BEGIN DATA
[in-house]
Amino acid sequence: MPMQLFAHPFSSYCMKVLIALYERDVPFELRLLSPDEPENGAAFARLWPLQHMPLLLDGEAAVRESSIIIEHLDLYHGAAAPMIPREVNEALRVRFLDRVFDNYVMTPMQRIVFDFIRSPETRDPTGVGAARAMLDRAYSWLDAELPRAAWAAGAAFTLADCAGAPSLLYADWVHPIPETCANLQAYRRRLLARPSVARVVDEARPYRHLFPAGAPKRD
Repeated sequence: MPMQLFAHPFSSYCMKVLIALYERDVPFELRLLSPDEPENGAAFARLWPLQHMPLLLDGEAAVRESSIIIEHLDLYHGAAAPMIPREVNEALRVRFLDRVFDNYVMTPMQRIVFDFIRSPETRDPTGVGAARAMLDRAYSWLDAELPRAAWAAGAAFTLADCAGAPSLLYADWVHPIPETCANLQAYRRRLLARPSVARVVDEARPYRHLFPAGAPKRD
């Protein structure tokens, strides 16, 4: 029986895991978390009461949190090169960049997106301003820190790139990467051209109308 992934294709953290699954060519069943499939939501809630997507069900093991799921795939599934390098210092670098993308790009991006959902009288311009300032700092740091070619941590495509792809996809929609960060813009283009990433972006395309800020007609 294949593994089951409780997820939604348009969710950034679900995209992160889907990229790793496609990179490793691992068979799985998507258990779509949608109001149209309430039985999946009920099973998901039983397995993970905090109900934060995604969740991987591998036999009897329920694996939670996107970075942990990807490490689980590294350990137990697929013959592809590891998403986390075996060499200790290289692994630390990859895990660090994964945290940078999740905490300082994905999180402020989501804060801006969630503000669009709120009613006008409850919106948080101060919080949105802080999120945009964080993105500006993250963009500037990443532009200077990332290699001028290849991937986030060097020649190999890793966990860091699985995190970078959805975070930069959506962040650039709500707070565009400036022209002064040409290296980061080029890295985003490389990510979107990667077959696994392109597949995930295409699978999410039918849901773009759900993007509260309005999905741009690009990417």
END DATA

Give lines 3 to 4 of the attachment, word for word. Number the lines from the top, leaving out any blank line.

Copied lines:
Repeated sequence: MPMQLFAHPFSSYCMKVLIALYERDVPFELRLLSPDEPENGAAFARLWPLQHMPLLLDGEAAVRESSIIIEHLDLYHGAAAPMIPREVNEALRVRFLDRVFDNYVMTPMQRIVFDFIRSPETRDPTGVGAARAMLDRAYSWLDAELPRAAWAAGAAFTLADCAGAPSLLYADWVHPIPETCANLQAYRRRLLARPSVARVVDEARPYRHLFPAGAPKRD
């Protein structure tokens, strides 16, 4: 029986895991978390009461949190090169960049997106301003820190790139990467051209109308 992934294709953290699954060519069943499939939501809630997507069900093991799921795939599934390098210092670098993308790009991006959902009288311009300032700092740091070619941590495509792809996809929609960060813009283009990433972006395309800020007609 294949593994089951409780997820939604348009969710950034679900995209992160889907990229790793496609990179490793691992068979799985998507258990779509949608109001149209309430039985999946009920099973998901039983397995993970905090109900934060995604969740991987591998036999009897329920694996939670996107970075942990990807490490689980590294350990137990697929013959592809590891998403986390075996060499200790290289692994630390990859895990660090994964945290940078999740905490300082994905999180402020989501804060801006969630503000669009709120009613006008409850919106948080101060919080949105802080999120945009964080993105500006993250963009500037990443532009200077990332290699001028290849991937986030060097020649190999890793966990860091699985995190970078959805975070930069959506962040650039709500707070565009400036022209002064040409290296980061080029890295985003490389990510979107990667077959696994392109597949995930295409699978999410039918849901773009759900993007509260309005999905741009690009990417």